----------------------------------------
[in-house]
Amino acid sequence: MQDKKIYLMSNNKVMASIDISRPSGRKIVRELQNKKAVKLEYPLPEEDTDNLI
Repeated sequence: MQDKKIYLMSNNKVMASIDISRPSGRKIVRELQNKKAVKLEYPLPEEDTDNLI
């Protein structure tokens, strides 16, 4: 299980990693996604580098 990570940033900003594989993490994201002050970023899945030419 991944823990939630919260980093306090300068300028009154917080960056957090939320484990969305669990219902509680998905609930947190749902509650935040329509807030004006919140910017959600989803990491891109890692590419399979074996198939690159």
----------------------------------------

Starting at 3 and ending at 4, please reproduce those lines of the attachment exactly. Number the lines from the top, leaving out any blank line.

Repeated sequence: MQDKKIYLMSNNKVMASIDISRPSGRKIVRELQNKKAVKLEYPLPEEDTDNLI
């Protein structure tokens, strides 16, 4: 299980990693996604580098 990570940033900003594989993490994201002050970023899945030419 991944823990939630919260980093306090300068300028009154917080960056957090939320484990969305669990219902509680998905609930947190749902509650935040329509807030004006919140910017959600989803990491891109890692590419399979074996198939690159």